posted by Alluring Mouthbreather at 7:56 AM on March 22, 2016 [1 favorite]


Yeah I'm genuinely curious if there's actually a magazine that the rest of the country (including myself) hasn't heard of or if this is just Matt Damon saying "Red...Book? What on earth is that? MATT DAMON!"
posted by TheWhiteSkull at 7:58 AM on March 22, 2016 [7 favorites]


Hm. Am I the only one to find the "good [Garner] girls" stuff...squicky?

I think it's creepy and infantilizing. Will that do?


I tried hard to like Jennifer Garner (her post-Hannah on Felicity career) but I get kind of weirded out by her baby voice (still am because of the ads she's doing), which I thought, until now, she couldn't help. But is it a part of her whole "good Garner girl" schtick? No clue.
posted by discopolo at 8:11 AM on March 22, 2016 [2 favorites]


There's also the possibility that the tattoo is only fake because Affleck realized how dumb it was and is getting rid of it (Lainey Gossip link - love her so much and would love to join the gossip studies course she's always imagining).
posted by hydrobatidae at 8:13 AM on March 22, 2016 [1 favorite]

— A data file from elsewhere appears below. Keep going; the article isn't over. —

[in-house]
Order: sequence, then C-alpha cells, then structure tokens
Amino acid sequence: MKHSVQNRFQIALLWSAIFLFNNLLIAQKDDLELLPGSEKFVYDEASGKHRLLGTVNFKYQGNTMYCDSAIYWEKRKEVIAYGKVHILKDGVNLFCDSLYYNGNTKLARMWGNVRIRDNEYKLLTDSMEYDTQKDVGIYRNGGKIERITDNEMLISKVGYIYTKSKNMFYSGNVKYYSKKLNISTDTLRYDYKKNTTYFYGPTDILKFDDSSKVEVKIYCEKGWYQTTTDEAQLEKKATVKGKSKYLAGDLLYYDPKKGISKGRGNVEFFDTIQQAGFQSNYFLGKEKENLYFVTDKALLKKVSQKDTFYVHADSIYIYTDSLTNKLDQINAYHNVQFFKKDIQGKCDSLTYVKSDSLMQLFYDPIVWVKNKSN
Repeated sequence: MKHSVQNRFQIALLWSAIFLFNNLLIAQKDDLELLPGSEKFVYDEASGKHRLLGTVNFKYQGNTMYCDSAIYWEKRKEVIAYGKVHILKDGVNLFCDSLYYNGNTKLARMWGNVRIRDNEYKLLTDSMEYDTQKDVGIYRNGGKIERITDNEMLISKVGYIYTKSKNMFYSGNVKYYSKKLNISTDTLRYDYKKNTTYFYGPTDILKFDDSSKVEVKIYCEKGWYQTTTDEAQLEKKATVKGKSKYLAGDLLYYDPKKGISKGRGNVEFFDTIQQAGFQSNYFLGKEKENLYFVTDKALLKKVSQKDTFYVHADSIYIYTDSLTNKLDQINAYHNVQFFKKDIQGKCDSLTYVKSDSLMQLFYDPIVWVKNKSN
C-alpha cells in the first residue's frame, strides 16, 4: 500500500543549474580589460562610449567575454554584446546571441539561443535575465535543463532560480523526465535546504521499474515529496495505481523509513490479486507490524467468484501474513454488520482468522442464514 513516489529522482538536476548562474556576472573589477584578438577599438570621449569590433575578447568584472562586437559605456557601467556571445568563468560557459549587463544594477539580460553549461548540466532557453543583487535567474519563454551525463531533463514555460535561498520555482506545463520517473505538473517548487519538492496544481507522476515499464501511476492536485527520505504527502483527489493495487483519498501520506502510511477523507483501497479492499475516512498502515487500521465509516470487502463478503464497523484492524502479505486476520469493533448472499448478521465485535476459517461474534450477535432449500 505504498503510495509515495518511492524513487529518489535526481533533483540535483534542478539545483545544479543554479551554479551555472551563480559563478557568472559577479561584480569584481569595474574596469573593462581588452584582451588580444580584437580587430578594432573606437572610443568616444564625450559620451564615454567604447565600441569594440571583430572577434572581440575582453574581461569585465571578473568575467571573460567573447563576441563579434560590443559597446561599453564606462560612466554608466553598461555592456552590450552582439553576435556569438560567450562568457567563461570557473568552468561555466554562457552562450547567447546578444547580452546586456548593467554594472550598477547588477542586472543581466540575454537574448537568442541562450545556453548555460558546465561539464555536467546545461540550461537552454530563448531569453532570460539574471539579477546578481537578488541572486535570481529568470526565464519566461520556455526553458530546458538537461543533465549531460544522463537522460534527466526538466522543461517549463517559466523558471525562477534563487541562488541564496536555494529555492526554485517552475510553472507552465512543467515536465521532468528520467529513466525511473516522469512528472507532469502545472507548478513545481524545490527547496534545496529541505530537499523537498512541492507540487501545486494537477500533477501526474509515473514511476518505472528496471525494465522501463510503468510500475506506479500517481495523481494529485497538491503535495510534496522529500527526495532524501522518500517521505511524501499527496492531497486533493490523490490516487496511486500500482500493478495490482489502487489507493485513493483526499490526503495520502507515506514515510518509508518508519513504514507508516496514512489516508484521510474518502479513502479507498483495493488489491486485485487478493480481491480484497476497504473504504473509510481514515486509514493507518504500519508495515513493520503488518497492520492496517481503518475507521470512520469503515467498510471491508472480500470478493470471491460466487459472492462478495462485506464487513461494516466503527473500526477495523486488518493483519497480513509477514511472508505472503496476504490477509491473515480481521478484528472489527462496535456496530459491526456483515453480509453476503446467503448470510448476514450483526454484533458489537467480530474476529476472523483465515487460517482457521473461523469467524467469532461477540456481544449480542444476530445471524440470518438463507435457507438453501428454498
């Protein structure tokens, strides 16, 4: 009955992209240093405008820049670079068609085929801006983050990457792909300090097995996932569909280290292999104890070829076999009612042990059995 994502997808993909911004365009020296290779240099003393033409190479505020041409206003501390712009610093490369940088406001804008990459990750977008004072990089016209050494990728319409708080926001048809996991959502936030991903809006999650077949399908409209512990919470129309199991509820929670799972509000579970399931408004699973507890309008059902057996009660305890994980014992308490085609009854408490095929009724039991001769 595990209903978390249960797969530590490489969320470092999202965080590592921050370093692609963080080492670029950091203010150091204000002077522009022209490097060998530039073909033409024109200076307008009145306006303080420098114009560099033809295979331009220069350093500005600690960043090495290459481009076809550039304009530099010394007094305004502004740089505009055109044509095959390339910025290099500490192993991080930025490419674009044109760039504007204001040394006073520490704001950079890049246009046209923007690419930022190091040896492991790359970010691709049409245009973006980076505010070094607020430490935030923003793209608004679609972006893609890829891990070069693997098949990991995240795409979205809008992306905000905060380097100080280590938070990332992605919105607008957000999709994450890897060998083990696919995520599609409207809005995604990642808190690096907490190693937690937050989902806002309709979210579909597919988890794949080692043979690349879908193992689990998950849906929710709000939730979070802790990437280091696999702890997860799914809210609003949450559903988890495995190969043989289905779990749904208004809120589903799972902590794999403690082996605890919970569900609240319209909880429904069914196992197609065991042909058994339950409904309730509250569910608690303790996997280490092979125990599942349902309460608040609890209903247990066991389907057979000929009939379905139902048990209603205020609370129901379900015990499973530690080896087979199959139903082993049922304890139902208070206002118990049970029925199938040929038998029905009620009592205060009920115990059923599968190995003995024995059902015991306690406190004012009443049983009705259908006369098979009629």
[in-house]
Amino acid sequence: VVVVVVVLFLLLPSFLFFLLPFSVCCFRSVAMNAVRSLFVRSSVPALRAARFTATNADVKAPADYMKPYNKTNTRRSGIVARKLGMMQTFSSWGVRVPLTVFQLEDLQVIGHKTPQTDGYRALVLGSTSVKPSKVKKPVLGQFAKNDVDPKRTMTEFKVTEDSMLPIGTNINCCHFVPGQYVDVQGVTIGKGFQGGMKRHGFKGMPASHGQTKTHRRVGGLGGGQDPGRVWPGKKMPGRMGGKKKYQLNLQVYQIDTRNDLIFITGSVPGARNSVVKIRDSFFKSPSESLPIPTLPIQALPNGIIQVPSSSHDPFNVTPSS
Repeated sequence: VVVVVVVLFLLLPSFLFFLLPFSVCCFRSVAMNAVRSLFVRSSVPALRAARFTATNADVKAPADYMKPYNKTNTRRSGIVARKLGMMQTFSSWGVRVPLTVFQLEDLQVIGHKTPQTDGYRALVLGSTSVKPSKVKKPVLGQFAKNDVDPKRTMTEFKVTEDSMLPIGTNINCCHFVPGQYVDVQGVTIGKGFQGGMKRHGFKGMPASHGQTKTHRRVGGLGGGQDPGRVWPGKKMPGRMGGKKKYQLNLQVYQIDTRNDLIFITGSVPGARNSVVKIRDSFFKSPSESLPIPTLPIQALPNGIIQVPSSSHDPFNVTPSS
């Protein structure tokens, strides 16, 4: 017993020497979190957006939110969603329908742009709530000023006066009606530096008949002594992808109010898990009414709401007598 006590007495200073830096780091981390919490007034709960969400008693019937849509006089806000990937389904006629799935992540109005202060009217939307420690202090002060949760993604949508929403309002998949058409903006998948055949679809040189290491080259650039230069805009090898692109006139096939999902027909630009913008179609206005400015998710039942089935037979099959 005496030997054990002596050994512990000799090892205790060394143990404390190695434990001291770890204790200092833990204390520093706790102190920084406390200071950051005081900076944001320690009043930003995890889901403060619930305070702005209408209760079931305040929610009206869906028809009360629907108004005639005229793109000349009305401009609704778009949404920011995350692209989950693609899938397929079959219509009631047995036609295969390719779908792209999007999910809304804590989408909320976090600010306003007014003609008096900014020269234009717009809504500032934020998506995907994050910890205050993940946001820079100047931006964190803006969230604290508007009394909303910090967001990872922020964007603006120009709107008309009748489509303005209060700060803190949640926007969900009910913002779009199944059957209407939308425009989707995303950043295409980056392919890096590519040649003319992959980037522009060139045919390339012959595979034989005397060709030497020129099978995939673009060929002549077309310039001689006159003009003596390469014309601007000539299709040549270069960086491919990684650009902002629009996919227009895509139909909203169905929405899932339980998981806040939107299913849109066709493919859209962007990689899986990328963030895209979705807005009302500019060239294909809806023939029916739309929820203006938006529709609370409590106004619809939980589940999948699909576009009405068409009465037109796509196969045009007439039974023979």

but I think marrying a service/staff person is pretty normal in Hollywood and actually a pretty rational response to the pressures of fame for someone who is seeking a more stable, less-tabloidy family life.

how lucky for stars like ben affleck and gavin rossdale that they were able to find a staff person they could really connect with in their children's nurseries.
posted by nadawi at 8:14 AM on March 22, 2016 [31 favorites]


Petersen's article takes more of a chronological arc (a lot of the info from the article can be found in the body of Garner's wikipedia entry), pulling in other people's opinions here and there, oscillating between them without ever tying all the threads together. I'd call it less thoughtful and more confused.